Two days after the race a friend of his father’s arrived in Tanduzzo: Pasquale.
He appeared at the Cannettas’ doorstep with a new, shiny Kawasaki Z750. He was nineteen years old—young to have such a fancy motorcycle.
Perched on the seat, he seemed taller than he was: he had a long torso and short legs. His hair was reddish brown, his head small, his chin pointy. His eyes, sharp and spaced far apart, were like black pebbles. His hands flitted around in a girlish way, with white fingers and pale, manicured nails.
With that odd torso and his moustache, he reminded Santino of the stuffed weasel that sat on a shelf in the kitchen.
He’d known Pasquale for a while. Every so often he would turn up at their house, or else he and papa would drive out to meet him, always in different places. The young man sometimes had a tic—when that happened, you had to pretend not to notice.
Alfonso wasn’t home. Pasquale swore. He pushed his dark glasses up on his forehead.
“Tell your papa that I’ll be waiting for him tomorrow evening at seven at Poggioreale Vecchia. Outside the gate. He’s got to be there.”
They were speaking at the door, not going in, because Pasquale didn’t want to lose sight of the Kawasaki.
He turned back to Santino: “Repeat what I just told you.”
“Tomorrow at seven at Poggioreale Vecchia. But that’s the Ghost Town!”
“Smart picciriddu. You’ve got a head on your shoulders. Have you ever been there?”
“No. Papa says it’s dangerous to walk inside.”
“Don’t worry. We’ll meet outside at the gate.”
He gave Santino’s cheek a pinch. “Do you still have my amulet?”
Santino poked a hand inside his shirt and found the leather cord where the charm hung. He took it out to show Pasquale.It was a trinacria, the symbol of Sicily: a woman’s round face with three bare legs radiating outward from it, knees bent.
It was a trinacria,* the symbol of Sicily: a woman’s round face with three bare legs radiating outward from it, knees bent. But this trinacria was different from all the others by a unique detail: instead of the face, there was a stamped design in yellow resin, and inside the resin, solitary and untouchable, was a wasp. You could see right away that it was a real wasp. Santino had often wondered if it had been placed in the boiling resin while it was still alive. It wasn’t alive now—but encased inside, the insect looked immortal.
“Don’t lose it. It’ll bring you good luck, money, and women.”
“Right.” Santino started to put the charm back inside his sweater.
Pasquale stopped him. “Look. I have one too.” He took the amulet from beneath the starched collar of his shirt and put his next to Santino’s.
“So far it’s given me everything I wanted: money, women, everything. Sibilla made it specially for me. She’s a very powerful magara.”
The two charms were identical.
“I never take it off, not even when I sleep. I gave it to you because I’m your godfather, sort of.”
Santino nodded, then, as if ashamed, he put the charm back inside his sweater.
Assunta’s face peered out from inside.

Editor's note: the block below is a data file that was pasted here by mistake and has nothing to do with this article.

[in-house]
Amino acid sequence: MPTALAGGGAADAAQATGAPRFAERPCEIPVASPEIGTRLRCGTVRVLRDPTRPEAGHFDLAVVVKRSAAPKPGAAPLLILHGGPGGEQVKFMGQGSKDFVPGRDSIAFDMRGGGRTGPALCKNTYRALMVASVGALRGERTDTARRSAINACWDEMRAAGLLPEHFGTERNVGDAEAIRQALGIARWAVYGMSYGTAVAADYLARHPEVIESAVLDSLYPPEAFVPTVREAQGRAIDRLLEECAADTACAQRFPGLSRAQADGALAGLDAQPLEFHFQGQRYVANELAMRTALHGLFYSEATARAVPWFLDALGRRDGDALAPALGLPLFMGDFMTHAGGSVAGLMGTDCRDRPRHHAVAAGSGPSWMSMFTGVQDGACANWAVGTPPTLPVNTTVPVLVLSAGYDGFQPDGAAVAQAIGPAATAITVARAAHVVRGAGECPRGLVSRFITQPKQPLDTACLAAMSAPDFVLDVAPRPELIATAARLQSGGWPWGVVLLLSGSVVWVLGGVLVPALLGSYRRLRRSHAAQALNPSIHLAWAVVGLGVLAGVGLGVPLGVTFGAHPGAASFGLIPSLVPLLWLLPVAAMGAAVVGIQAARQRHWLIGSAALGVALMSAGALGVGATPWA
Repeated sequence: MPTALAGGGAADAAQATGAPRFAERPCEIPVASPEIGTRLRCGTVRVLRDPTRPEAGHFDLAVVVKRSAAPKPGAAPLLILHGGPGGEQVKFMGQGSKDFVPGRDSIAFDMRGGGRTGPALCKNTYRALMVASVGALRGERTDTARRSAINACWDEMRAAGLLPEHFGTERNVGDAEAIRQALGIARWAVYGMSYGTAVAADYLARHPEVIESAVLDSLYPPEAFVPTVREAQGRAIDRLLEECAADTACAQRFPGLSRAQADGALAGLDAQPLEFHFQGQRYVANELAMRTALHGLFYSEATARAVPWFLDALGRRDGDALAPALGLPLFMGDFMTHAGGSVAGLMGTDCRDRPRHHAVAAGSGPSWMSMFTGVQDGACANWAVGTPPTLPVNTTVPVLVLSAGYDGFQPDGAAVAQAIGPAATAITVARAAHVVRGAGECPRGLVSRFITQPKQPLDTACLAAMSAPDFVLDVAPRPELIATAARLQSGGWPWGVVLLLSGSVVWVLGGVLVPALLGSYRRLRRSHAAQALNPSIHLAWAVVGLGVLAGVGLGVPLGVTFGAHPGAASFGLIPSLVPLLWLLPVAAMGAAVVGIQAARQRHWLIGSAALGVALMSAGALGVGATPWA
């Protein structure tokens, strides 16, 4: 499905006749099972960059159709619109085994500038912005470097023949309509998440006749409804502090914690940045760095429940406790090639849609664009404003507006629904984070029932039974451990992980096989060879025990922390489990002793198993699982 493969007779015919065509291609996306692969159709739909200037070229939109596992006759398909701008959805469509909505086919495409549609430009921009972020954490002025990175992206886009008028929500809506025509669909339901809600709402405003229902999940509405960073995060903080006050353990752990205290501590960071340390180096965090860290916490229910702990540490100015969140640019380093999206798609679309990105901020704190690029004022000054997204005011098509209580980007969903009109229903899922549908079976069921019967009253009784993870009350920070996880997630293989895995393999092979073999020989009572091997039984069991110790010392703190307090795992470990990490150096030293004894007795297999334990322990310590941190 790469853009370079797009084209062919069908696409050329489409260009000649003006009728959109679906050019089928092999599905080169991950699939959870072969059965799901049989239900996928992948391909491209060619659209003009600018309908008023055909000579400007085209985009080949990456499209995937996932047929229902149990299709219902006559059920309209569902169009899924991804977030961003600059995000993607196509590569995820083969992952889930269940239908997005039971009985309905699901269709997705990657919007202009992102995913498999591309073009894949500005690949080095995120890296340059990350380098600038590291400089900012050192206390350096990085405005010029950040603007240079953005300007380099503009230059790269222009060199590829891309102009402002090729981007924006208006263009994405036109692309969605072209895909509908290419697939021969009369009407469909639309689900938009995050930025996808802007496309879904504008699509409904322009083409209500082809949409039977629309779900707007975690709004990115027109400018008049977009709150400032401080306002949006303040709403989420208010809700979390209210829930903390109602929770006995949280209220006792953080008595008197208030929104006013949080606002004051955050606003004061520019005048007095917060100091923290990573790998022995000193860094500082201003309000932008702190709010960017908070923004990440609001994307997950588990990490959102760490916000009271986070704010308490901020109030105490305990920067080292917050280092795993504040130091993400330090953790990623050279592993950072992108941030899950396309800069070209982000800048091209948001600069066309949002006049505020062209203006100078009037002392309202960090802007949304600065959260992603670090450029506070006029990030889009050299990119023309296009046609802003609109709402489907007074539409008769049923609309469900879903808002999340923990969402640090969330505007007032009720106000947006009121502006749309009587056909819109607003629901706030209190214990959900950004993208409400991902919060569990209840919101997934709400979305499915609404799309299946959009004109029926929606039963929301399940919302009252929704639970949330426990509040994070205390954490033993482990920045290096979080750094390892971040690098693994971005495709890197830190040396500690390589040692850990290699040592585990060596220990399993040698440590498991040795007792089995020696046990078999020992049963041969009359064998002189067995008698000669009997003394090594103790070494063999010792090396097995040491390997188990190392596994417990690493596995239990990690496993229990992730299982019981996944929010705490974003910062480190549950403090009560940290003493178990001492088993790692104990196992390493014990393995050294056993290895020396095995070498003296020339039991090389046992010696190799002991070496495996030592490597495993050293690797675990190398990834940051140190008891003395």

“Ah, Pasquale. My husband isn’t home,” she said curtly.
“It’s important that he come to our appointment tomorrow. I need to speak to him.” He smoothed his gelled hair with his hand, tossed off a hasty goodbye, and lowered his dark glasses.
Santino watched him climb astride the Kawasaki. Pasquale seemed way too dressed up for a motorcycle. His outfit was more fitting for a funeral or a wedding: tie, black slacks, brilliantly shiny black shoes.
He must have money, he thought. Not like Papa. Pasquale must be the son of an important boss.He must have money, he thought. Not like Papa. Pasquale must be the son of an important boss.
Santino hugged his mother, who’d come outside. He held her around the waist.
“Is he the one who finds work for Papa?” he asked.
Assunta made a face.
“Why don’t you like Pasquale, Ma?”
“Because … he’s not a good person.” She hugged the boy tight, then picked him up and went back into the house.
* * *
The message was delivered. Alfonso’s face darkened, then he shrugged his shoulders.
They were all sitting around the kitchen table, the warmest room in the small house: Mamma, Papa, Nonno Mico, who was Mamma’s father, and his wife, Nonna Nunzia, an old woman who was not in the best of health.
“I told you things would get complicated,” Nonno Mico remarked.
“He wants to talk to me, so what’s the big deal?” Alfonso was looking down at his plate.
Assunta snapped, “You always think everything’s so simple. That guy is bad news. They’re mean people, dangerous.”
“Cut it out! If it weren’t for u Taruccatu there wouldn’t be food on our plates tonight.”“You always think everything’s so simple. That guy is bad news. They’re mean people, dangerous.”
Santino was listening avidly. U Taruccatu?
“Just go, you have to go,” said Nonno Mico.
“Of course I’ll go!” Alfonso turned to his father-in-law. “I’m not afraid. I’ll even take Santino.”
Nonno Mico and Assunta looked at him in surprise.
“You think I would take him if it was dangerous?”
“Santino has school and also his catechism lesson. He has to prepare for his first communion!” Assunta burst out.
“He’ll prepare another day.” Alfonso was losing patience.
“Let me go, Mamma! I’ve already learned the catechism.”
“You’re not going anywhere!” His mother grabbed Santino and held him tight. He squirmed around to free himself, tears of humiliation in his eyes.
Nonno Mico raised a hand. “Assunta, stop being a mother hen. Santino is always hanging onto your apron strings like a baby.”
“I am not,” Santino shot back, trying to wriggle out of his mother’s arms.
His grandfather ignored him. “Alfonso, take him along. It’s a good idea.”
There was silence in the kitchen. Reluctantly, Assunta opened her arms and released Santino. The boy ran to his grandfather. The old man always had the last word. No one would ever have dared to oppose his decision.
* * *